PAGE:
A little kindness goes a long way, as the saying goes. One local elementary school showed that it’s more than just a saying, by making it a reality.

Clarkston Community Schools shared on Facebook what students at Independence Elementary created during their Kindness Week Celebration.  In February, they created stickers with words of inspiration and encouragement. They gave the stickers to a local Starbucks, and they were placed on coffee cups to spread cheer.

The project went so well that they decided to extend it to a Starbucks on Michigan State University’s (MSU) campus. On May 3, approximately 400 MSU students were getting their coffee with a message of kindness sticker as they finished their semester and finals.

“Be Brave MSU! Be Happy!”

Some of the stickers read, “Be Strong,” “Be Brave MSU! Be Happy!” and “Shine Your Light.” The campus Starbucks even placed a sign at their counter to thank the school. “Clarkston students have been focusing on ways to share kindness in their local community and beyond to the Spartan community,” the sign read. “They want MSU students and staff to know that they are thinking of them,” the sign continued to say.

The community reacts to Kindness Week.

With several comments and shares on the Facebook post, the community shared in on the excitement. “More of this, please!! My heart is exploding! Thank you for putting this into the world!!!!” said one comment. “What a great project! Starbucks should do this in all their shops,” said another comment.

The Spartan community continues to heal from the MSU mass shooting that occurred on Feb.13, where three MSU students were killed, and five other students seriously injured. Though students have left campus for the summer, many community members are going above and beyond to show support. “MSU continues to stand together as a community and support one another during this difficult time,” said the MSU Police in a news release.

Take a look at some of the stickers from the post below.

2 Michigan Cities Have The Highest Prevalence Of Depression

Many people struggle with anxiety, depression, and stress. Depression is one of the most common mental illnesses in the United States. According to the Anxiety & Depression Association of America (ADAA), anxiety and depression disorders affect 40 million adults in the country.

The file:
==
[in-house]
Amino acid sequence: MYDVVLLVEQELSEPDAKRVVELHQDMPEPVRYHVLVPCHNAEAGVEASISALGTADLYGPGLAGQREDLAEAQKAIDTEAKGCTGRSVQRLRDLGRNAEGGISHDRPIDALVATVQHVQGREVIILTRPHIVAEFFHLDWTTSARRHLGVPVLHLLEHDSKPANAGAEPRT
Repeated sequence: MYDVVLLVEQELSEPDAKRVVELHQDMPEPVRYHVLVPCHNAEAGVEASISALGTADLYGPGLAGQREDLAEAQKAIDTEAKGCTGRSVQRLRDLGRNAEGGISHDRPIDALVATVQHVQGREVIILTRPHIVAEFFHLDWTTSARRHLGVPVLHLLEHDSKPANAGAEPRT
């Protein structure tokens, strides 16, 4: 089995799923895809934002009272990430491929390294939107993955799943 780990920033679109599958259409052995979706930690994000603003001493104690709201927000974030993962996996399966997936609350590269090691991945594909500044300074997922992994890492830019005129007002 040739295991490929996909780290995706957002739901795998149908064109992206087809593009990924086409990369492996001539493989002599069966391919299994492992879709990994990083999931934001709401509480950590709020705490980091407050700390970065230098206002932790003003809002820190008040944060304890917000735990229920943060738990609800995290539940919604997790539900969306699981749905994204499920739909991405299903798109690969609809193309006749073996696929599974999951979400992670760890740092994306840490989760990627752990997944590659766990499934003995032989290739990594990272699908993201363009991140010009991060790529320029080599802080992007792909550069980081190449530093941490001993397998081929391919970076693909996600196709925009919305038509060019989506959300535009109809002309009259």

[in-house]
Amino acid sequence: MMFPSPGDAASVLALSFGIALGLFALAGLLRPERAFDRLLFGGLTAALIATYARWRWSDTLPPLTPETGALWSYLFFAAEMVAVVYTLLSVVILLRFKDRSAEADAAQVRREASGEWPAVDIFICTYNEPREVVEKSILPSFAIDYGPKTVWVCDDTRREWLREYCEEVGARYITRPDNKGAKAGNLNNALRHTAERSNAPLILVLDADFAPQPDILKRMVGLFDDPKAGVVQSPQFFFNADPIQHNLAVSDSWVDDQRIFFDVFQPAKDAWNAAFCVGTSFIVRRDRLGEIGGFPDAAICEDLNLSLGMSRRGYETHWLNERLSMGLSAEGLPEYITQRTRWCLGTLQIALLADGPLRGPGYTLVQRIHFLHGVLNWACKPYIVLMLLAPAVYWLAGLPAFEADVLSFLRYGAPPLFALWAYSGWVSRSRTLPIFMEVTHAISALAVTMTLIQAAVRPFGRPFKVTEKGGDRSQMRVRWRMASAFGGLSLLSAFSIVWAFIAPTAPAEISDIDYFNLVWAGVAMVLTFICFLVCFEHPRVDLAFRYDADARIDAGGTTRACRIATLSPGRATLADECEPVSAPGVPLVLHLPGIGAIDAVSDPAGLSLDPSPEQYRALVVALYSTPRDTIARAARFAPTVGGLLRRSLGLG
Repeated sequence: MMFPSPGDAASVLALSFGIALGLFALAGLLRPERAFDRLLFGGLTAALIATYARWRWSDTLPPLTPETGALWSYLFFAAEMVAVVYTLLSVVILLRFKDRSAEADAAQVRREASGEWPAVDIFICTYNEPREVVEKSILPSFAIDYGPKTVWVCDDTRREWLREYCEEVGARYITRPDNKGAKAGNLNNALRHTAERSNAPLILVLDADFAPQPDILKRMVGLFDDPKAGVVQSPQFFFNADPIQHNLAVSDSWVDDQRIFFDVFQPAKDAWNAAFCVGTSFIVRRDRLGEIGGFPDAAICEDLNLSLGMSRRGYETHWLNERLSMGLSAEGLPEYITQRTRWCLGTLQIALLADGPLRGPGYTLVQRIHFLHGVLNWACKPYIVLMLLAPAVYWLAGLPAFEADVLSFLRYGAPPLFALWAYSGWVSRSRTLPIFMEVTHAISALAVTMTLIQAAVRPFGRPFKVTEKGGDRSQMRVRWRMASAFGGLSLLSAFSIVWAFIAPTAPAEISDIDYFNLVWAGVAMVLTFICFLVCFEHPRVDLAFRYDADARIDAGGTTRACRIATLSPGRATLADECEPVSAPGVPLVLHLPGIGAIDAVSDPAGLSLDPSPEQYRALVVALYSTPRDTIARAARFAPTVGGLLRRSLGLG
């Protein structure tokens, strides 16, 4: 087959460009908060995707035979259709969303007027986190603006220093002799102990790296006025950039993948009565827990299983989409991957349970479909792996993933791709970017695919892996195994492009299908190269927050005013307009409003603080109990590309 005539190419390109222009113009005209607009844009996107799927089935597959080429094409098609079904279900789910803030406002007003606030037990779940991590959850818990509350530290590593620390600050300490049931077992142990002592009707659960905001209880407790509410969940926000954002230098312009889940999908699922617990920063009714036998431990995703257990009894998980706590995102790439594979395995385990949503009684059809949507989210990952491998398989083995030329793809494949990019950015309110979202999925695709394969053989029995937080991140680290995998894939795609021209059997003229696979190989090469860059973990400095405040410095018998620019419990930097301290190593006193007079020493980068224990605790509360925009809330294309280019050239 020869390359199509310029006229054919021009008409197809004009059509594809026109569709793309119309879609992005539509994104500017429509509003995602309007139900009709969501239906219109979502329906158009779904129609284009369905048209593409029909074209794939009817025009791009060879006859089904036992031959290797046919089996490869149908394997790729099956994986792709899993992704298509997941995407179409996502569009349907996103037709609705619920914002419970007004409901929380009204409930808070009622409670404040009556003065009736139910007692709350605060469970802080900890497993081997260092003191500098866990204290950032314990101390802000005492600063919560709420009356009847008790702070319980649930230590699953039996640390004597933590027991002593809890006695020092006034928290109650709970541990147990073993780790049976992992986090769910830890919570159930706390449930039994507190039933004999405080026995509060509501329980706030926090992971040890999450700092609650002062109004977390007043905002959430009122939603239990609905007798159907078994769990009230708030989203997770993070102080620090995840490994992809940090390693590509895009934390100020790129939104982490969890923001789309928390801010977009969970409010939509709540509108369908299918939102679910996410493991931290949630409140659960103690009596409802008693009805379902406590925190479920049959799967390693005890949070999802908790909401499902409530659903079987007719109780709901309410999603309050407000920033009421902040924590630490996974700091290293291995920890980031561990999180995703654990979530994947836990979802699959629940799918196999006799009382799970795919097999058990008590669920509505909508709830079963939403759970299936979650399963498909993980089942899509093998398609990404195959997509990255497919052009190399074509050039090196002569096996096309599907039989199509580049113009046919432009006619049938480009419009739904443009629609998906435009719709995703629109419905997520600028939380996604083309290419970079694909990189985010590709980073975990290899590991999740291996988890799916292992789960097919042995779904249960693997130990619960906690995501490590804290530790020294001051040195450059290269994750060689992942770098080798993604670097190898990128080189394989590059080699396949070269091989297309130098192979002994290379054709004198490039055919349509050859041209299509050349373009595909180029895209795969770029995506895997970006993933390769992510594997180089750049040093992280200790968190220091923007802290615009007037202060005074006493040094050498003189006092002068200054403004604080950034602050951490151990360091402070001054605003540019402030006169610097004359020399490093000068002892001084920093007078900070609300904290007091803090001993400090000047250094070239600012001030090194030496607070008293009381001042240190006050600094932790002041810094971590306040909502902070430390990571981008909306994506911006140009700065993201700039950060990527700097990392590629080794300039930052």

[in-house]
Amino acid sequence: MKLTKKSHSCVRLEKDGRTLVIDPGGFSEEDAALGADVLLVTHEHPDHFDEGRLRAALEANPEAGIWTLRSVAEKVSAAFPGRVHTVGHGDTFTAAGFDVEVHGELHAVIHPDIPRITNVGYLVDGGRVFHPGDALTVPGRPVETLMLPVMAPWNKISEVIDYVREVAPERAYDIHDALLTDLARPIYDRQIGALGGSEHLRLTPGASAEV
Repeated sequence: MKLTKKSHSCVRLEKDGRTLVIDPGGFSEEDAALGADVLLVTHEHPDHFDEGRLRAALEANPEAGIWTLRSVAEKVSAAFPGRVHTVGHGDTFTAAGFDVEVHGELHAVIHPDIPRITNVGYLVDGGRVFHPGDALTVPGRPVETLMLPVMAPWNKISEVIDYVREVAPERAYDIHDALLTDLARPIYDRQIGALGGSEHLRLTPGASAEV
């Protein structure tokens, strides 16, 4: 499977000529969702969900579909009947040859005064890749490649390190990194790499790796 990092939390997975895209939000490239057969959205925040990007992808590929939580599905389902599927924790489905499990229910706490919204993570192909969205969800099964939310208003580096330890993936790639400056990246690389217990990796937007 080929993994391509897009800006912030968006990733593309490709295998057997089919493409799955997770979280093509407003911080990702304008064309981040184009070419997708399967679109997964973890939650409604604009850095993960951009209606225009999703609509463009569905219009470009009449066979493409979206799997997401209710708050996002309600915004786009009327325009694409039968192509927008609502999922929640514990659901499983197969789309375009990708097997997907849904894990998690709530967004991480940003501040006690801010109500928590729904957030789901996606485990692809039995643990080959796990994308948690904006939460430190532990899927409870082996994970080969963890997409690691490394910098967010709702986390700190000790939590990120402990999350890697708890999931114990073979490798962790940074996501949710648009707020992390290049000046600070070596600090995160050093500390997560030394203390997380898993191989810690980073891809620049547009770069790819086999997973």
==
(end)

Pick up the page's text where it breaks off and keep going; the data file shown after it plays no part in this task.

From February 1 to 13, 2023, 29.9 percent of adults in Michigan reported symptoms of anxiety and/or depressive disorder, compared to 32.3% of adults in the U.S. said a health policy research group Kaiser Family Foundation’s (KFF), analysis of the U.S. Census Bureau.

The CEUfast.com research team looked at numbers from the Centers for Disease Control and Prevention (CDC) to identify the most depressed cities in the United States. Their data is based on the number of residents who have been told that they have a form of depression.

What are the most depressed cities in the U.S.?

Their research shows that Billings, Montana has the highest rate of depression. They said out of their metro area population of 181,000, 31 percent of residents have been told by a professional that they have depression.

Meanwhile, Kingsport, Tennessee, metro area, which also includes Bristol, Virginia, is second on the list. With 305,000 residents, they have a depression rate of 30.6 percent. Following these cities is another Tennessee city, Knoxville at 30.2 percent.

Where are the most depressed cities in Michigan?

In light of the COVID-19 pandemic and reports of mass violence and shootings, mental health conditions have increased. This is true in Michigan, which has two cities listed as having the highest prevalence of depression. Both Grand Rapids-Wyoming (28) and Lansing-East Lansing (33) made the top 50 cities.

According to MDHHS, calls to the state’s mental health crisis line climbed from fewer than 5,500 a month in the three months before July 2022 to an average of more than 6,300 a month in six months since its launch. Calls by Michigan residents to the mental-health hotline increased by 15 percent since last summer.

Here are some resources for those seeking help.

  • Crisis Text Line

    Crisis Text Line serves anyone in any type of crisis: Visit https://www.crisistextline.org or Text “START” to 741741.

    Closeup of a support hands.

  • Michigan Suicide Prevention Coalitions and Crisis Lines

    Michigan Suicide Prevention Coalitions and Crisis Lines provide a list of suicide prevention coalitions or crisis lines in each county.

    Cropped shot of an unrecognisable woman sitting alone and feeling anxious during her consultation

  • National Suicide Prevention Lifeline

    National Suicide Prevention Lifeline: Visit www.suicidepreventionlifeline.org or call a counselor at 1-800-273-8255 or participate in the Lifeline Chat, which connects you for emotional support and other services via web chat.

    Hand holding green happy smile face paper cut, mental health assessment, child positive wellness, world mental health day concept

  • National Helpline 

    National Helpline 1-800-662-4357 provides referrals to local treatment facilities, support groups, and community-based organizations.

    Doctor consulting male patient, working on diagnostic examination on men's health disease or mental illness, while writing on prescription record information document in clinic or hospital office

  • The Trevor Project 

    The Trevor Project – A confidential hotline for LGBTQ youth. There is also a chat, text, support space, and social networking space.

    telehealth with virtual afro American doctor appointment and online therapy session. Black doctor online conference

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